Finally, a healthy sense of detachment is important for us all.  Serving others does not mean we can put them in our debt.  It doesn’t mean we help others and then demand the right to make the major decisions for their lives.  Authentic service means that we help others — not because they are Christian but because we are Christian.  And then we let go.  We help others because we see in them what Christ sees in them:  people created in the image of God.

Ironically, then, Moses as leader and servant is one of the best examples we can choose as our model.  After forty years of service in the desert he let his people go, and there are moments in life when we have to do the same.  As parents, teachers, mentors and friends we must learn to let go of the people whom we serve.  It’s the very least we can do, because very likely God has plans for them — plans of which we can only imagine.

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NOTES

+On Tuesday 19 February I left Boston for Amman, Jordan, where I met up with a group of members of the Order of Malta from the Western Association, to begin a pilgrimage to the Holy Land.  However, my final hours in Boston reminded me once again  that the world can be a small town.  On Sunday I traded texts with a couple from Minneapolis with whom I’d hoped to meet for months.  It turned out that we were four blocks away from each other in downtown Boston.  Then on Tuesday, as I sat in the hotel lobby waiting for a taxi to go to the airport, I looked up to see a friend from Minneapolis.  Minutes later I met unexpectedly with another friend, this time from Seattle.

+On 20 February I arrived in Amman, Jordan.  After a tour of the city our group left for Petra, and en route we visited Mount Nebo, where tradition says that Moses gazed across the Jordan River to the Holy Land which he would never enter.  Since my last visit the Franciscans have built a church on top of Mount Nebo that lovingly encases the ruins of a sixth-century Byzantine church.  The photos in today’s blog show the results of their work, and we were privileged to celebrate Mass there.

On 24 February we visited Petra, a truly over-the-top and extraordinary place.  In a future post I will include photos of that amazing place.

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Blessed Are We!

”Blessed are you who are poor, for the kingdom of God is yours.”  This and the other promises that Jesus makes in the Beatitudes for a long time puzzled me.  To my literal way of thinking it all sounded like small consolation for having gotten the short end of the stick in life.  It also seemed to encourage passivity, suggesting that if we suffer patiently and with dignity now, then we’ll hit the jackpot when we reach the gates of heaven.  Conversely, wealth and happiness in the present life come with an ominous warning.  Enjoy them now because they’re not going to last forever.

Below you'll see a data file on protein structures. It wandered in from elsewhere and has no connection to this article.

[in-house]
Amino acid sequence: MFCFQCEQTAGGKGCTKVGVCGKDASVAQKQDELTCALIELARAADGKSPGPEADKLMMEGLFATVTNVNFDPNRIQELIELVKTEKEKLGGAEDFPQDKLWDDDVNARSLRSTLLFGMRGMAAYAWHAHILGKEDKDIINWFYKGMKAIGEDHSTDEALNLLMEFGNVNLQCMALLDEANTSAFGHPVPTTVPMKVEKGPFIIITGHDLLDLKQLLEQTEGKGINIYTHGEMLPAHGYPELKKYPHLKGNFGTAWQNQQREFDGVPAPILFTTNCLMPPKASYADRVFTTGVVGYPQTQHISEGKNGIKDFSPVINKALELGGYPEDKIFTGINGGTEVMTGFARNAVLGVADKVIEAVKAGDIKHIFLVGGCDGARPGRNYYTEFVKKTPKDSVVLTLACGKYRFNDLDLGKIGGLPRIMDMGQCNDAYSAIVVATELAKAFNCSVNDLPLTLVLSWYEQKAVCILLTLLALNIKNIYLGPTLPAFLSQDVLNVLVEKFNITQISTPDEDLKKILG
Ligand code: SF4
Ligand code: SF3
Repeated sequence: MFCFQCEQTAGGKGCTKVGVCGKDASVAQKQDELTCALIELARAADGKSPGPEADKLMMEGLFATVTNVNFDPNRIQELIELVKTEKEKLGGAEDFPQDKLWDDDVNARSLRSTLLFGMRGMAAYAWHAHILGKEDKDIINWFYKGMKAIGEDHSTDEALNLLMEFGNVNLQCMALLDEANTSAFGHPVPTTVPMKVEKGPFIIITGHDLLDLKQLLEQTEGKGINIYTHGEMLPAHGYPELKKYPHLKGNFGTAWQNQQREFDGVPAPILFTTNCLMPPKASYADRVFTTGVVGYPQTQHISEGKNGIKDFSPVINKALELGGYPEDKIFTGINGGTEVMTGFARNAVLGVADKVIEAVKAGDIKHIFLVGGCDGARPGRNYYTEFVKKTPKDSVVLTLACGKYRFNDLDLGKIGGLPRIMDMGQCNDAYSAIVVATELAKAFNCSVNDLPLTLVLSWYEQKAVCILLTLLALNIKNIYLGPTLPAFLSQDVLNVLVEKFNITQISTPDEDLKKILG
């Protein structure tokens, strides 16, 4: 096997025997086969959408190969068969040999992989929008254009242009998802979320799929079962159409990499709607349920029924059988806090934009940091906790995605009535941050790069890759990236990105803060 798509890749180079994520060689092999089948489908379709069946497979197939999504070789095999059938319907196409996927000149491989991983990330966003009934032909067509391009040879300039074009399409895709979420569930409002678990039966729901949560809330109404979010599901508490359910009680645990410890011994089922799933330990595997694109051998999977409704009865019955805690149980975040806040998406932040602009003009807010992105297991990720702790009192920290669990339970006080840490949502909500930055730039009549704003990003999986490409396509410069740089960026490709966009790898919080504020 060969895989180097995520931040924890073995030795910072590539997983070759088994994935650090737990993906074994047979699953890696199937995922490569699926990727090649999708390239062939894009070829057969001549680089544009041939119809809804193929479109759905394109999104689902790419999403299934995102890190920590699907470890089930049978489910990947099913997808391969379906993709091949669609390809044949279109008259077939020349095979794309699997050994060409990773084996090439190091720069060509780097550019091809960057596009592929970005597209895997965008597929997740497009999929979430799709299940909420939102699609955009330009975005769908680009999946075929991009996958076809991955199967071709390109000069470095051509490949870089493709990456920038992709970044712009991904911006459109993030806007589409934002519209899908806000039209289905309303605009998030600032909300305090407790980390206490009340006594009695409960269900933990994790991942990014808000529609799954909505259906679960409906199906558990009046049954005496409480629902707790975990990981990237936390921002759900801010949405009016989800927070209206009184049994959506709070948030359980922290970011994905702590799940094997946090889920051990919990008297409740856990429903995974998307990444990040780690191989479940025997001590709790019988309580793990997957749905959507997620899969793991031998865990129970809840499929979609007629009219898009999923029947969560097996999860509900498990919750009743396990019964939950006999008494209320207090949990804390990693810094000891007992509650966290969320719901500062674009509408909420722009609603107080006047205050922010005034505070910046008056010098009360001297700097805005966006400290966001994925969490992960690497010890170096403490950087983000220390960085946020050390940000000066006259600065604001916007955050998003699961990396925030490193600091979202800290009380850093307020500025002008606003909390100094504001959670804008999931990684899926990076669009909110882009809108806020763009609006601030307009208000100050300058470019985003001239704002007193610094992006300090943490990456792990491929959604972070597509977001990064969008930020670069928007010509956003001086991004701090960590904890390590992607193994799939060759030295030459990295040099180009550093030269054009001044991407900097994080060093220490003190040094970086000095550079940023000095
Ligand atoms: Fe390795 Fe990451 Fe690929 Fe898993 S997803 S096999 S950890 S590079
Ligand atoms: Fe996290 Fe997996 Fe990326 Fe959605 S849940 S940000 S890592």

I think the first time an alternate interpretation presented itself came as I watched a homeless person pushing a cartload of stuff down the street.  I assumed that cart held all he owned, and the Beatitudes seemed crafted precisely for someone like him.  But all the same there was a disconnect.  Clearly he was poor, and if the Beatitudes weren’t meant for him, then for whom were they meant?  But the nurture that he gave to his cartload of possessions gave a different message.  Was he in fact serving the stuff, rather than the other way around?  His possessions seemed to hold him captive, just as a bag of gold holds a miser in its thrall.  That’s when the light bulb came on.

04D4265C-690C-4C2C-BF7D-2EF2D34CD088I confess that for much of my life I thought of the Beatitudes as the promise of compensation for misfortunes suffered in the here and now.  Now I realize that Jesus probably didn’t mean it that way.  Nor did he ever intend that death open us to our first taste of the divine.  The experience of God actually begins in the here and now.

That, it seems to me, is the key to an appreciation of the Beatitudes.  So when Jesus blesses those who are poor he does not promise fantastic wealth in the hereafter.  Rather he says that an abundance or lack of stuff does not determine the value of a human being.  Whether rich or poor, all are created in the image of God.  All can experience the spark of the divine already, in this world.  Why would anyone want to wait?

The same holds for the other Beatitudes as well.  Each one sugggests that we should look at life from a broader perspective.  Each suggests that the opportunity to live a full life ought not be constrained by conventional wisdom.  Rich and poor can be sad, but rich and poor can be happy as well.  So much depends on whether we can take risks and open our eyes to life’s possibilities.